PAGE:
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There’s a famous scene in the classic basketball film, Hoosiers, where head coach Norman Dale (played masterfully by Gene Hackman) brings his team to the site of their state championship matchup. He has the team measure the dimensions of the basketball court, including the height of the basketball hoop itself. Then, he tells the team that they’ll find all the measurements are the same as their home court, despite the size of the gym they’re playing in. It’s a gripping scene in which the legendary coach attempts to lessen the intimidation factor of the upcoming game.

One of the greatest parts about basketball is that no matter where you’re watching a game — from an NBA arena to a college fieldhouse to a high school gym — the measurements are all the same. The hoop is the exact same height no matter where you travel. But has it always been that way? 

What is the height of an NBA hoop?

The height of an NBA hoop — and most regulation-sized hoops — is 10 feet off the ground. This can vary for some youth basketball leagues that may use adjustable rims or hang a makeshift backboard and rim on the front of a regular hoop.

The height of the hoop is so ingrained in the sport that it’s difficult to imagine it ever changing, but that doesn’t mean there haven’t been calls to raise the hoop over the years. 

Has there ever been a campaign to raise or lower the height of an NBA rim?

There’s certainly never been a serious consideration for lowering the NBA rim, as the height of the average NBA player has skyrocketed from 1952 onward.

In 1952, the height of the average player was 6-foot-4. Since about 1987 to the present, it’s been about 6-foot-7. That means players today have a much easier time playing above the rim.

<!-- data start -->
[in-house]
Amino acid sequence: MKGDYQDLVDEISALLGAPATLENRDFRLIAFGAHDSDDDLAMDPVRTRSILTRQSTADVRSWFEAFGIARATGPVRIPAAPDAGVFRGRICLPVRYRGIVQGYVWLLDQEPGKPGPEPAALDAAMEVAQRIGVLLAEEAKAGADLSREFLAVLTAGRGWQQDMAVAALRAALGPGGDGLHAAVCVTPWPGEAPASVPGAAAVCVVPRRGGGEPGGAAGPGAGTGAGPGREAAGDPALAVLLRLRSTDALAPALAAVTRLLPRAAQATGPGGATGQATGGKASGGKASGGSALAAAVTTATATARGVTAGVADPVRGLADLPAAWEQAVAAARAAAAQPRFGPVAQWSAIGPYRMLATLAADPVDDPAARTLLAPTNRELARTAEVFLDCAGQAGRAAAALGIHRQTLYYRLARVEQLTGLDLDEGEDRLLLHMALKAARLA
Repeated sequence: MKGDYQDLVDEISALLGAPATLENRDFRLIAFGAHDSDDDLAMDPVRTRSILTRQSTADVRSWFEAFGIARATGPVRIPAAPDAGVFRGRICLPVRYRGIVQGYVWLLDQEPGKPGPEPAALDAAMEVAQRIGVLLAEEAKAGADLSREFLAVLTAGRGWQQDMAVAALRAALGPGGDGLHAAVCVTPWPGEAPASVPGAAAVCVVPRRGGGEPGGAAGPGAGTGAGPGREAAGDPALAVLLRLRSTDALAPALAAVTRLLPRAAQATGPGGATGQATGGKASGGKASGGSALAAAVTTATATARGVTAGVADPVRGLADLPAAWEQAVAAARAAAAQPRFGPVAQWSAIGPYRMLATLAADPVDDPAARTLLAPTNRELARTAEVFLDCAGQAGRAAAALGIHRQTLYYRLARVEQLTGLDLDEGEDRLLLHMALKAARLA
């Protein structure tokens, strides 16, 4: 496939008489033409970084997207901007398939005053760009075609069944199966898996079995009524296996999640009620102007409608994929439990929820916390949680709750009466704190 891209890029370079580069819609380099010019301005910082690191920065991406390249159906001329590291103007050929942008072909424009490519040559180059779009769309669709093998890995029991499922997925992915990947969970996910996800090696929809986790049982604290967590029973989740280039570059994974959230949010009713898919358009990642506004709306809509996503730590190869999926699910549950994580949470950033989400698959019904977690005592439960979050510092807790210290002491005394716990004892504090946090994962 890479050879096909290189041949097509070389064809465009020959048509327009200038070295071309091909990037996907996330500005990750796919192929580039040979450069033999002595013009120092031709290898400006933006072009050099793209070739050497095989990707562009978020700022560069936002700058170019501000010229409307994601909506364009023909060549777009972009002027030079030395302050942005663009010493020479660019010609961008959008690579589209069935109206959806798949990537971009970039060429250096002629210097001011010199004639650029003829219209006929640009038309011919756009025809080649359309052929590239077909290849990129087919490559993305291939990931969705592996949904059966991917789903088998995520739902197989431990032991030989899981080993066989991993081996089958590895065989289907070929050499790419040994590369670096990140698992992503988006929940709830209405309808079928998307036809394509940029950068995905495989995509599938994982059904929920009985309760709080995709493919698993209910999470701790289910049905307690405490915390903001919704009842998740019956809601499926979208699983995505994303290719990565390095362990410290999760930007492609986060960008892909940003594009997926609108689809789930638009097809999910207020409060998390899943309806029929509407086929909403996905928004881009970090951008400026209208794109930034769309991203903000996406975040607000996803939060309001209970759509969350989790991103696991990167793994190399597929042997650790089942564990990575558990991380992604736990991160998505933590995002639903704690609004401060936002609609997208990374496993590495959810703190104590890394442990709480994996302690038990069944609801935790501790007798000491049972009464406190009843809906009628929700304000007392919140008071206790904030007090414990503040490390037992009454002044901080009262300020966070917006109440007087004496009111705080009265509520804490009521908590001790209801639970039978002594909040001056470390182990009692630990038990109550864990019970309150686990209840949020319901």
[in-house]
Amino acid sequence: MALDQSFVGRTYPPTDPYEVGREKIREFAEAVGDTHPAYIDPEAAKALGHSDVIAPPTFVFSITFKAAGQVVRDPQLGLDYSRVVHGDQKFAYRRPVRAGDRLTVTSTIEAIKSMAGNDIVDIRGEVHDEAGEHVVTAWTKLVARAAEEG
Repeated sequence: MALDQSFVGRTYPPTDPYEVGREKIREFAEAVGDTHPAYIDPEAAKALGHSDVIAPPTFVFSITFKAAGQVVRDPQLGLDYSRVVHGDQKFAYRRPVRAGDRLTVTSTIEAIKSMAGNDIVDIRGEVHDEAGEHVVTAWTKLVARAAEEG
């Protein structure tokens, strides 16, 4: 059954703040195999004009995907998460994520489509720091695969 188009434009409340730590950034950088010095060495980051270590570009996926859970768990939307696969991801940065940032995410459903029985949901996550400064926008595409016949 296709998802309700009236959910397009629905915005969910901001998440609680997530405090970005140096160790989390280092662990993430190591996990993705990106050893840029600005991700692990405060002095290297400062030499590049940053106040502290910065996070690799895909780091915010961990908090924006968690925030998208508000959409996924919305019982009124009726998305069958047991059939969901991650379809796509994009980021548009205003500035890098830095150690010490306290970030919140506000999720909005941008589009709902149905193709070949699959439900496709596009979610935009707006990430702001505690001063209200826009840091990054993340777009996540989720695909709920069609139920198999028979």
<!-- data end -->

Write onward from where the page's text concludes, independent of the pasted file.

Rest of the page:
Legendary basketball coach Pete Newell suggested in a 2013 New York Times Op-Ed that the NCAA and NBA should raise their hoops to 11 feet. The reasoning was that the focus of the game would be less concentrated on high-flying acrobatics and more on the fundamentals of the game such as passing, cutting, shooting, and floor spacing. 

In the 2008 Slam Dunk competition, Dwight Howard asked the NBA to raise the height of the rim to 12 feet to prove his dunking ability was about more than just his height. This was more of an exhibition than a serious consideration to change the dimensions of the game, however.

It’s likely the NBA hoop will never be raised in the name of encouraging a different style of play. The slam dunk has become one of the game’s trademarks, and you’d be hard-pressed to find anyone within the league office who wants it to go away for the sake of encouraging crisper backdoor cuts.

Have NBA hoops always been the same height?

An NBA hoop is seen at TD Garden.
An NBA basket is seen before a game between the Boston Celtics and the Atlanta Hawks at TD Garden | Winslow Townson/Getty Images

Forget just the hoops in the NBA. Essentially all hoops in basketball have always been the same height, and the reasoning behind this dates back more than 100 years.  

The origin of the universal hoop height dates back to the invention of the game itself. When Dr. James Naismith developed basketball in 1891, he hung peach baskets off the side of a railing. The height of the railing was 10 feet off the ground. The height worked so perfectly that it’s remained the same for the sport’s entire history. 

For whatever reason, 10 feet is and always has been the perfect height for an NBA hoop. It’s taller than all the players, yet not too tall that they can’t use their incredible athleticism to reach it. 

If it ain’t broke, don’t fix it.